No matter who you are, you can agree that teachers are some of the most important professionals in the world. Teachers shape our next generation of doctors, politicians, firefighters, and more with their guidance, and often with little thanks. Many find they have to work second jobs in order to go the extra mile and provide their students quality education.
One preschool director in Indianapolis is no exception. Renee Dixon is no stranger to the fact that, due to COVID-19, 2020 was an even more difficult year than usual to many families. It was in the months leading up to the holiday season, however, that this came even more clear. As the child of a single-parent in a low-income family, Dixon knows the sting of going without.
Renee Dixon. Credit: The Washington Post
“So many of our families don’t have money to get Christmas presents this year,” she says. “Some parents have lost their jobs, others have had their wages cut back. A lot of them already come from low-income families and are below the poverty line.”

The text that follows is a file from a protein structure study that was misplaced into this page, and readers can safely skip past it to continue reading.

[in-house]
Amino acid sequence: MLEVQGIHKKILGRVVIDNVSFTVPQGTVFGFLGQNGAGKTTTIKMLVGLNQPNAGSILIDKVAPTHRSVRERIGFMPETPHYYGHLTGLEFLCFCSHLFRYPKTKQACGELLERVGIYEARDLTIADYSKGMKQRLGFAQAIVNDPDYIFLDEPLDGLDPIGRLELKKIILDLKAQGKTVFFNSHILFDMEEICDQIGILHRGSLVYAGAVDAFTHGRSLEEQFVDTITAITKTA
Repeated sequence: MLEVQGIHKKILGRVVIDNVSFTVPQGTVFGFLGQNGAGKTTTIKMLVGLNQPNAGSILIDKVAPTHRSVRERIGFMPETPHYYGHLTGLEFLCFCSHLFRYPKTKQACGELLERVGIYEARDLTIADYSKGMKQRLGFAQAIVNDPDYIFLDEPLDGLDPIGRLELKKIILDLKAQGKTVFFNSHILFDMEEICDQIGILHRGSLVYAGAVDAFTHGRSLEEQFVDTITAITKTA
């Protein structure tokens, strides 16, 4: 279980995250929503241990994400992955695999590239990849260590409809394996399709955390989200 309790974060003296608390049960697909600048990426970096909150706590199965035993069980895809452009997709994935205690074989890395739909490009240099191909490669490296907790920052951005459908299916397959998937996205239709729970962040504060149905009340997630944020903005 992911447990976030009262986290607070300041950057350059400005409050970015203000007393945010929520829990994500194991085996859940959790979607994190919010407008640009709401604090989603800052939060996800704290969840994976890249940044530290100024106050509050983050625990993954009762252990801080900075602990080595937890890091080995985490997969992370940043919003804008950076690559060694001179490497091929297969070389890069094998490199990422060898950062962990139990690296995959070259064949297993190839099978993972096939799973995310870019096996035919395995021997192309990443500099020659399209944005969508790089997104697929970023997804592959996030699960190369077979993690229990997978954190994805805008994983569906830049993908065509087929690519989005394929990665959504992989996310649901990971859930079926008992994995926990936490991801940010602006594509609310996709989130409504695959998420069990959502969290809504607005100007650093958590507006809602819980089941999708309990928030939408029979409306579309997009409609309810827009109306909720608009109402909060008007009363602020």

Dixon decided she couldn’t like the 50 children who attended her preschool go without a visit from Santa. In order to make that happen, Dixon began driving for Uber and Lyft alongside her job of preschool director. For weeks, she gave her free time in order to make a difference in the lives of her students.
The hard work garnered her not only enough money for the children, but for the childrens’ siblings and even enough for a Christmas bonus for her staff. Funds in hand, Dixon took to Target with her husband’s co-worker, Eva Cheung. They filled their cart with a variety of toys to appeal a variety of children.
“You read about people like Renee, but when you are finally able to connect with somebody like that and help fulfill their vision, it’s an amazing feeling,” Cheung says.
Renee Dixon’s story
Working as an Uber and Lyft driver means you meet a great deal of people. While making conversation with her passengers, Dixon would occasionally share her plan of giving back to her students. As news tends to, word of Dixon’s story spread like wildfire. First, It granted her local support. Then national donations came pouring in.
When Pat Hurst, general manager of the Andy Mohr Nissan Dealership, caught wind of Renee Dixon, he decided to return the favor. Dixon was absolutely floored by the gesture. She had wanted a Nissan Armada for many years for traveling with her children and grandchildren, but the car was so much more than a kind gesture. After losing an uncle and a cousin to COVID, the car was a reminder that there is still good in the world.
But for Renee Dixon, helping children wasn’t with the potential benefits she could reap in mind.
“Everyone always told me I have a big heart,” Dixon says. “I said, ‘No, I love children.’”
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